The Covid threat in the UK has been downgraded from a level three to a level two with transmissions said to be declining.
The Department of Health said on Wednesday that the chief medical officers of the UK nations have jointly recommended that the alert level been moved down.
A level two alert means that “Covid-19 is in general circulation but direct Covid-19 healthcare pressures and transmission are declining or stable”.
The department has said that hospitals and the wider health systems remain extremely busy overall. But the summer BA.4 and BA.5 wave is subsiding and direct Covid-severe illness is now a much smaller proportion of this.
“Severe Covid cases, direct Covid healthcare pressures, direct Covid deaths and ONS community positivity estimates have decreased,” a statement added.
“Covid remains present in the community and we may see an increase in cases with BA 4.6 and BA.2.75 circulating but do not expect this to lead to an immediate increase in hospital pressures.
“This will continue to be kept under review. Further Covid surges are likely so please be prepared by getting a vaccination when it is offered.”
The number of Covid 19 deaths in the UK have fallen for the third week in a row, although the total number of deaths from all causes remains above average for this time of year.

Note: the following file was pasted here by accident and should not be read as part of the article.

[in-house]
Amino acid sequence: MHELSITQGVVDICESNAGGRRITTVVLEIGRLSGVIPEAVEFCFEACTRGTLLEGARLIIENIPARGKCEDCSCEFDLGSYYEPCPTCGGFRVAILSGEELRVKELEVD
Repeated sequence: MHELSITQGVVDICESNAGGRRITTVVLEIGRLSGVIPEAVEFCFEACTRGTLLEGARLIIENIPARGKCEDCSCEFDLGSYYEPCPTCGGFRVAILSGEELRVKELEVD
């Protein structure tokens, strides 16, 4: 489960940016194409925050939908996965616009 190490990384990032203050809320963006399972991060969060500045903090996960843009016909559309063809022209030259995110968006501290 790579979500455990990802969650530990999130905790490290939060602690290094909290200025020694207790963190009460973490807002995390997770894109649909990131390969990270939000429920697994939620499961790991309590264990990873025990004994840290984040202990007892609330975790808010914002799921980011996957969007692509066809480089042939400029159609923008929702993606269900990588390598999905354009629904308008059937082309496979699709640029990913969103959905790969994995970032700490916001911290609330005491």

The drop in the number of cases in August, follows a rise in July when the BA.4 and BA.5 varients were creeping up. The figures peaked at 810 deaths in the week to July 29 and have been dropping off since. At the very peak of the wave, in January 2021, the alpha varient had pushed the weekly death total to nearly 8,500. adults over 50
As part of the government’s next vaccination rollout adults over 50 will be offered a jab to target two strains of the virus. Health secretary Steve Barclay said Moderna’s new bivalent vaccine, which targets both the original Covid and the Omicron type, will be part of the rollout from early September. It will also extend to vulnerable people.